One of my favorite books on my resource list is Broken Open by Elizabeth Lesser. She talks about your heartbreaks. When it breaks, it breaks open. It has to be shattered open so you can be open to healing, love, learning, your next chapter, and someone who will take care of and love your heart deeply. I have on my soul mate list: “My soulmate keeps my heart and my body safe because it’s his first priority. The only thing that he cares about is my wellbeing and my safety.” It’s such a miracle to have a partner like that. That’s why I want to talk about it as much and I can.

Imitation love

I know someone is reading saying “I don’t want another abusive husband.”—of course you don’t! You don’t want what you had before. But try to find ways to see what you contributed because of what you knew at the time of your toxic relationship. Figure out what your unhealed wounds and trauma look like. It’s okay that your beautiful amazing spirit might be a little bit broken. Because when you become aware of your wounds, you can begin the work of healing them.

We fall for what Greg Bear calls “imitation love” in his book Real Love and get into one toxic relationship after another because we don’t have self-confidence, self-love, and we haven’t healed and learned enough. We fall for imitation love every time if we don’t have the strength, courage, and confidence to love ourselves. Because if we love ourselves and our souls and what makes us unique, we won’t fall for fake love. You won’t be attracted to people offering imitation love and you won’t attract them either. You won’t even meet them.

Don’t settle for someone who feels like they may be settling for you. Be with someone who loves you because of your flaws, not in spite of them.

When I met my first husband, I fell for imitation love. He’s a big huge guy. I was a young, vulnerable girl who’d been kind of broken. I had this illusion that I needed saving, and he provided hat illusion that I was safe. He was going to keep me safe. I felt like I was in danger all the time. I was outcast from my religion, I was sexually abused as a young child, and I spent a lifetime feeling like I was broken and damaged goods. Of course I fell for the first person who gave me that illusion of safety and comfort! He wanted to marry me even though I was broken.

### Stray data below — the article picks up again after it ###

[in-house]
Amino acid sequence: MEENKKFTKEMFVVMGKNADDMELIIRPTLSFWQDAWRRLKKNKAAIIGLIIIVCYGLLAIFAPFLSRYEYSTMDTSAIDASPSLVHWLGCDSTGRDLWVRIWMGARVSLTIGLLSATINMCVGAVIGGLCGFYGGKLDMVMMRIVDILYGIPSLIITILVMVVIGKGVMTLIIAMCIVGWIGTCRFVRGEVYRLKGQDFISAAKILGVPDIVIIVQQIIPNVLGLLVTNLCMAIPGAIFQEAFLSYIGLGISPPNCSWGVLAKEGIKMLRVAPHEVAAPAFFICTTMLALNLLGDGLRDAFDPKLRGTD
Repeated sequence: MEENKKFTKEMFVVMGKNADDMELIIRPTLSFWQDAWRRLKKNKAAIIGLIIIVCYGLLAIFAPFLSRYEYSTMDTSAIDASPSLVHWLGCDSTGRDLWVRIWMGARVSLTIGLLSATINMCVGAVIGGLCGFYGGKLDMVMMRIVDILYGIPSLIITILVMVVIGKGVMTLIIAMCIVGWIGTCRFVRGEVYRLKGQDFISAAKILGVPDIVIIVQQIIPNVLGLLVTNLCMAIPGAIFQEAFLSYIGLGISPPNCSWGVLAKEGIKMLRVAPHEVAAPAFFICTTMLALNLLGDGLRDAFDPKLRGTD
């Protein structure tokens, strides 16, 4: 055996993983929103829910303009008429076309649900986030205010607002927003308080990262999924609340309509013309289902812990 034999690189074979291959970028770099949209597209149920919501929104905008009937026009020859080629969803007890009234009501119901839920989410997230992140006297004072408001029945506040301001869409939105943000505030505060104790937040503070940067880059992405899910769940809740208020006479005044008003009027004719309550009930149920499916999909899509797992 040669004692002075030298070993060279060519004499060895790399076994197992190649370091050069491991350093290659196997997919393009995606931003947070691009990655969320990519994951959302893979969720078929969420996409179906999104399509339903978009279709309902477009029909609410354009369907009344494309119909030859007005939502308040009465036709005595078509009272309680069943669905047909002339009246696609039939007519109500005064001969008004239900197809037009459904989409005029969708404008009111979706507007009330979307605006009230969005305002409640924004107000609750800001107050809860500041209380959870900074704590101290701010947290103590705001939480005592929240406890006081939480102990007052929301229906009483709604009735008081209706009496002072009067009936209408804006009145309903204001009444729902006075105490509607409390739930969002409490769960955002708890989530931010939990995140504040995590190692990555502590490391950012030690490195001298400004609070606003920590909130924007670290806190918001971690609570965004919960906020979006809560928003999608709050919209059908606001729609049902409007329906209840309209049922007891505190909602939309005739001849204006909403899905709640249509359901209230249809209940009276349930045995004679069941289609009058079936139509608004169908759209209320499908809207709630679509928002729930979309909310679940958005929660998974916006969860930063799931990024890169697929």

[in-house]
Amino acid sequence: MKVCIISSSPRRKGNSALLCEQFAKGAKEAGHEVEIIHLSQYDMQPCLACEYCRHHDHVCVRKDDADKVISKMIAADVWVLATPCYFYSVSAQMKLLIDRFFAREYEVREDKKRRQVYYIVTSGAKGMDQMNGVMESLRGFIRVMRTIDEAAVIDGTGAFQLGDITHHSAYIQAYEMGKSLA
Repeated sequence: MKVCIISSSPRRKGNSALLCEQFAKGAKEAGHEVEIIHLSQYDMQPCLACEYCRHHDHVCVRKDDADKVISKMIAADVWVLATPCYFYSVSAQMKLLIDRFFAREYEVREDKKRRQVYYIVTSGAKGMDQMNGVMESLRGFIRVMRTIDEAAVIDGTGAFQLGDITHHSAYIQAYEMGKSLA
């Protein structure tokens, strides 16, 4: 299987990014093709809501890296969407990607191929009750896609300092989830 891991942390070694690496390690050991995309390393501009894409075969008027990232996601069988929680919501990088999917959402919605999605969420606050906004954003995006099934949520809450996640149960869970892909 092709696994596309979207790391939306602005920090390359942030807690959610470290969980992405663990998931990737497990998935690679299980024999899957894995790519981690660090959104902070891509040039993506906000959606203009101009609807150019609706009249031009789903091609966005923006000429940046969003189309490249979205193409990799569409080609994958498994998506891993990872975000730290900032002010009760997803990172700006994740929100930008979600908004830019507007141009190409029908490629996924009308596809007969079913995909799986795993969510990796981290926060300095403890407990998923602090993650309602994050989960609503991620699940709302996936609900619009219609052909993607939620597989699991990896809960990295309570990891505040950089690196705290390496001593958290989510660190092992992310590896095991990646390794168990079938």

So if you don’t believe that you deserve to be loved and cherished and adored, then you’ll keep falling for somebody who might be “pretty good,” or love you in spite of your flaws and your brokenness and mistakes. Once I shifted my thinking and grew my own self-worth and self-confidence, I attracted real love. Someone who loved me exactly the way I am. And guess what? We are the way we are because of the things we’ve gone through, because of my DNA, because I’m inherently bossy, because I’m a hard worker and bit stubborn, because of what I learned in the past.

The miracle of giving and receiving real love

It is such a gift to have real love, and be cherished for what makes you unique from everybody else. And it’s a gift to give that to someone else. Most of us haven’t experienced that, and we haven’t truly been able to give love to someone who deserves it and gives us love.

There’s a pretty good chance that your partner is healing from trauma in one form or another. Men have a harder time talking about that, but it’s very powerful to be a woman with our healing abilities. We can help the person who was meant to be with us, to give love that they’ve never had, and to help them heal. I remember the first time John cut himself and I ran and got a bandaid and put it on him. He said he had never had anyone put a bandaid on him before. That’s how horrible his childhood was. I cried.

Giving that compassion to another human who is giving it to you is a gift from God. I don’t think it’s possible without a partner that knows every single thing about you—all of your history, flaws, and mistakes you’ve made (and are still making). And he’s still there. He still has your back no matter what. I didn’t think it was possible because I’ve never had these feelings or this experience before I married John. No matter what has happened in anyone’s past, there truly can be real healing and real love ahead.

The gift of open communication